President Donald Trump should use a different approach to tariffs to put pressure on China to change its business practices, he told the anti-tax activist Grover Norquist on Friday.
Just a few hours later, Larry Kudlow, economic advisor to Trump, told CNBC that the President would consider extending the 90-day tariff truce with China if "good" progress was made in trade negotiations. Meanwhile, White House trade policy adviser Peter Navarro, a Chinese hawk, told CNN if there is no agreement during the 90 days, US officials would advance with increased tariffs.
As an alternative to tariffs, Norquist argues that the US leverage what it describes as worldwide outrage over China's protectionist trade policies. "We have as allies here the Europeans who feel mistreated by China for all the same reasons for President Trump and the American business man."
"We have more influence in this fight because the world is behind us, unlike the struggle with Europe or the struggle with Canada and Mexico.The rest of the world says:" We are with the Americans on this. "This is useful," said Norquist, whose group is a powerful force in conservative politics. ATR urges lawmakers and political candidates to sign their Taxpayer Protection Pledge, a written promise to oppose any attempt to raise taxes on US Americans and businesses.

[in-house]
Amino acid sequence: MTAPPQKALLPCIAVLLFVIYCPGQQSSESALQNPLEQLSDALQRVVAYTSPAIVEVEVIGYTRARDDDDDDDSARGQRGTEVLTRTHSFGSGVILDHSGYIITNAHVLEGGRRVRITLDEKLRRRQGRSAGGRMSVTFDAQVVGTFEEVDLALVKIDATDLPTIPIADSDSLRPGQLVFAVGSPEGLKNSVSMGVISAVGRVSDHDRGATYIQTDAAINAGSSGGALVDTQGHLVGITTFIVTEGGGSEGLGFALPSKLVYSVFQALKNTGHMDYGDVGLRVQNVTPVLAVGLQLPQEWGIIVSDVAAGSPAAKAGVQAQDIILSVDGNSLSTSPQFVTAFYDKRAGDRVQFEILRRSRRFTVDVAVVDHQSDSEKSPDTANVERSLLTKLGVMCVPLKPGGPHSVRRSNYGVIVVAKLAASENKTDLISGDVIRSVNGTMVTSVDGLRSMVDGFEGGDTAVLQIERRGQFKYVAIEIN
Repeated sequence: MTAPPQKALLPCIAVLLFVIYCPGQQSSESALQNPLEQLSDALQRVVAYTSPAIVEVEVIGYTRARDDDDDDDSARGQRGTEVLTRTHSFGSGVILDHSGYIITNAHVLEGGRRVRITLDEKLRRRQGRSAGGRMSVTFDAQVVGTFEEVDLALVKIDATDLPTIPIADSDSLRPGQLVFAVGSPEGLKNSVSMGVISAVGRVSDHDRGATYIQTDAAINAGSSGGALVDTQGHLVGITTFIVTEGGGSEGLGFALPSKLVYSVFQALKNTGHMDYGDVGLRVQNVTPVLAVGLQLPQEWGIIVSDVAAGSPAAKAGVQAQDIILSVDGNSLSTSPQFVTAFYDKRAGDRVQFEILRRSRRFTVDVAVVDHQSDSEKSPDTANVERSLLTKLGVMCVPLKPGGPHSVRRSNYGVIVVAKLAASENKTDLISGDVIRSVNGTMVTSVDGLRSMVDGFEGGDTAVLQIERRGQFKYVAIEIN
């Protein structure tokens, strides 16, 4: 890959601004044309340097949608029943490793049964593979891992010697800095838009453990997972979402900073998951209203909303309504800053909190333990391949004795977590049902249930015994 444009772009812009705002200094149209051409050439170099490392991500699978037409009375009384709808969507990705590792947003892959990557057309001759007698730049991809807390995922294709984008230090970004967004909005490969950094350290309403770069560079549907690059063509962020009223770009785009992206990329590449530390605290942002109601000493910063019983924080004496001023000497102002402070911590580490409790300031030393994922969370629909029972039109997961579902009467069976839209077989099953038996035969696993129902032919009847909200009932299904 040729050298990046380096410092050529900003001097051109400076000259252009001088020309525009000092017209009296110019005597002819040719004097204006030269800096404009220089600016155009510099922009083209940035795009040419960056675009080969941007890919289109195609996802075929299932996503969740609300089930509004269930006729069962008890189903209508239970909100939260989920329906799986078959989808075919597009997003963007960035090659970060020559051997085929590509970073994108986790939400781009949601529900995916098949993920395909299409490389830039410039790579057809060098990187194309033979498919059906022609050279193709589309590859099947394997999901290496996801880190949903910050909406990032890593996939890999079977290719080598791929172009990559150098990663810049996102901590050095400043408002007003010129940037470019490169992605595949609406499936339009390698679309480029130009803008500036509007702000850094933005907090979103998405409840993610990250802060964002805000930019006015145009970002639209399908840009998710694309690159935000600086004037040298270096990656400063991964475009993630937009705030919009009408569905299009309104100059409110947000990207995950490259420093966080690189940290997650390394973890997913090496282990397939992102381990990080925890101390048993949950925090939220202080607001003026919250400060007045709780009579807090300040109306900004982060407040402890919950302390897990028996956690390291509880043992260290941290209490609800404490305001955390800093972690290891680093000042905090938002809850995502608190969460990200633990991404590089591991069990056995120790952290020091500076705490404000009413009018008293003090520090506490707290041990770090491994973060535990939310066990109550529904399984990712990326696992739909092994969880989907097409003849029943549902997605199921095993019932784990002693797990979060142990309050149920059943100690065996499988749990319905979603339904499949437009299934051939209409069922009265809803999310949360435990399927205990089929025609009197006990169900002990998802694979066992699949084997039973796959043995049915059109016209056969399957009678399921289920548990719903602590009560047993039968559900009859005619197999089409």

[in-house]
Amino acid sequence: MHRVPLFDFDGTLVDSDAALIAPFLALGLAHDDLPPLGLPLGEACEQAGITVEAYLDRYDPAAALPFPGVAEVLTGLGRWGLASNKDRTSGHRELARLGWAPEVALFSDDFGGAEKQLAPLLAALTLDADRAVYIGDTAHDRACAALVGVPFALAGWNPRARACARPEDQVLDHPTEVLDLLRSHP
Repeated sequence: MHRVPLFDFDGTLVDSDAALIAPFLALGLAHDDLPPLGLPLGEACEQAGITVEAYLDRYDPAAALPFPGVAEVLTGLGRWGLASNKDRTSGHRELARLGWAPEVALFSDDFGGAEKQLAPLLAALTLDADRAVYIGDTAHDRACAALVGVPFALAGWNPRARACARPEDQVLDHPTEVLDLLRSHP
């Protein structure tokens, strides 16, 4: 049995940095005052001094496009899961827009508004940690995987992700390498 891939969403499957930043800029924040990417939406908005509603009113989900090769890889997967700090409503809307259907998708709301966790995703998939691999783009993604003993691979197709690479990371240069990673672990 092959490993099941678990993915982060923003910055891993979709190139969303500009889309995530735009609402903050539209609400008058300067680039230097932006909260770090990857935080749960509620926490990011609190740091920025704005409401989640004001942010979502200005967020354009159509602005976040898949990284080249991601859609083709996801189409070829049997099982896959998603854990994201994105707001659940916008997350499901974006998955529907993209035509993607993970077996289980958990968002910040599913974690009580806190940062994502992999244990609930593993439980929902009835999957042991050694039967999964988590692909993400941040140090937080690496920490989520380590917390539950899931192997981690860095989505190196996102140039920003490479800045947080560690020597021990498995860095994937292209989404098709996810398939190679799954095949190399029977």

Norquist also suggests that the Trump administration should seek better trade agreements with other nations in Asia to make it easier for companies to "manage their supply chains across Indonesia, through Japan, through the Korea "rather than China.
Aiming to do just that, the Trans-Pacific Partnership, negotiated by the administration of President Barack Obama, was abandoned by Trump days after the inauguration in January 2017, fulfilling an election promise.
However, Norquist said the president could look for better TPP terms as he did when he orchestrated the replacement of the NAFTA, the North American free trade agreement of 1994, with the new USMCA agreement, United States- Mexico-Canada.
"NAFTA is now the treaty formerly known as the Prince, so we can take TPP and say," Hey, you know, it's not that other thing. "He makes some changes. called Norquist, evoking the moment when the late singer Prince changed his name into a symbol to make a point.